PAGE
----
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Posts Tagged ‘Chicago’

Can’t believe anyone is surprised by this result:

As Mayor Rahm Emanuel rolls out his long-delayed speed camera plan, new numbers his office released suggest that drivers who speed in Chicago could rack up way more in fines than a cash-starved City Hall initially projected.

The mayor had hoped to bring in $30 million this year. But results from a monthlong test of the automated camera system indicate the city could reap well into the hundreds of millions of dollars in the program’s first year.

The number of potential citations came as a surprise to even the city’s speed camera operator.

“I think everyone was shocked at the numbers,” said Charles Territo, a spokesman for American Traffic Solutions. “It became very obvious there is a speeding problem in school and park zones in the city of Chicago.”

Had tickets been issued for all of those test-period violations, the city could have collected about $4.7 million in ticket revenue in a single month.

Even accounting for the road lobby, it is still hard to understand why governments aren’t doing more with speed enforcement. It is a win-win situation — more revenue and safer streets.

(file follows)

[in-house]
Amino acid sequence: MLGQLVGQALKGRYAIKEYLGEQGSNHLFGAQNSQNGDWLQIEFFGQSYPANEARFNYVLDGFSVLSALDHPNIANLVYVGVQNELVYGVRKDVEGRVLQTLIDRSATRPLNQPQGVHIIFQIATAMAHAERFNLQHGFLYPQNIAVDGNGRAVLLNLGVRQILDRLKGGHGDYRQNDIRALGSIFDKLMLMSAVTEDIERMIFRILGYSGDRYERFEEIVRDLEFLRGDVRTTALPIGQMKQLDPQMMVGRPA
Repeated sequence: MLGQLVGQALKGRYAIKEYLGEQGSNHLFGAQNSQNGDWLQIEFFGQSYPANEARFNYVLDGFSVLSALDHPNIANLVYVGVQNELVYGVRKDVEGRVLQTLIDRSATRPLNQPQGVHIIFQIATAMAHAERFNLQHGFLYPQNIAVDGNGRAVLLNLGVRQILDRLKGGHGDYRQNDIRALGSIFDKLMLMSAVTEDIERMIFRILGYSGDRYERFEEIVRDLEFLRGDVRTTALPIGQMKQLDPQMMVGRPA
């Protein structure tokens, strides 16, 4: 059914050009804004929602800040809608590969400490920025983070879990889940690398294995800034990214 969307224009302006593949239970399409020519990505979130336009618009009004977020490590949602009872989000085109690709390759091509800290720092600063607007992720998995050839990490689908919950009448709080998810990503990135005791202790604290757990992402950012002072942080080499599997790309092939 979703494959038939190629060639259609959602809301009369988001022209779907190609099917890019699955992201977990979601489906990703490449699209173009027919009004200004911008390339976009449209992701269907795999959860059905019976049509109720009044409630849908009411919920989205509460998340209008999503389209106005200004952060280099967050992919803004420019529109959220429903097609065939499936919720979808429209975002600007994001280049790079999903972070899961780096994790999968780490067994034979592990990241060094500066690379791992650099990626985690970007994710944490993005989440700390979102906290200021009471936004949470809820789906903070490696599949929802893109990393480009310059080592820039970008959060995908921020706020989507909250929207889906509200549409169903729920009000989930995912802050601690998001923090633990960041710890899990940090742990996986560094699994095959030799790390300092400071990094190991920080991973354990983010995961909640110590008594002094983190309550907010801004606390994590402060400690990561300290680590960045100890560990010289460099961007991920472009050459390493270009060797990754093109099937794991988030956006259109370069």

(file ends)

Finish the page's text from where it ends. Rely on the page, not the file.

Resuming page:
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Sweet Home Chicago

Illinois will break ground next month on its planned 110mph “high” speed rail line linking Chicago and St. Louis. As part of the project, IDOT will spend $220 million purchasing six new 5-car trainsets.

You read that right: $220 million, for a mere 6 trainsets.

Needless to say, these will not be fancy schmancy DMU. Whereas modern passenger rail operators have done away with the diesel locomotive altogether, IDOT is planning on good old fashioned loco-hauled train. And not just 1 locomotive, but two! Because you can’t have too many locomotives…

And, it goes without saying, the IDOT will not buy a standard “off-the-shelf” product. IDOT is getting into the train design business. Here is how their web page describes it:

Two new high horsepower diesel locomotives will likely be used on each trainset. Specifications for the new equipment are being developed by a national consortium of State DOTs, equipment suppliers and other industry experts. They are drawing on international best practices in the development of these specifications. A higher level of comfort and safety is being specified in the new equipment. Any equipment purchased for the new high-speed service will undergo extensive performance testing and simulated operations on the corridor prior to the start of passenger service in 2014.

Note the phrase “higher level of safety” — this is codeword for an FRA-compliant tank-on-wheels design. Which must be custom-built at a cost of, well, $220 million.

Too bad IDOT can’t hire these guys:

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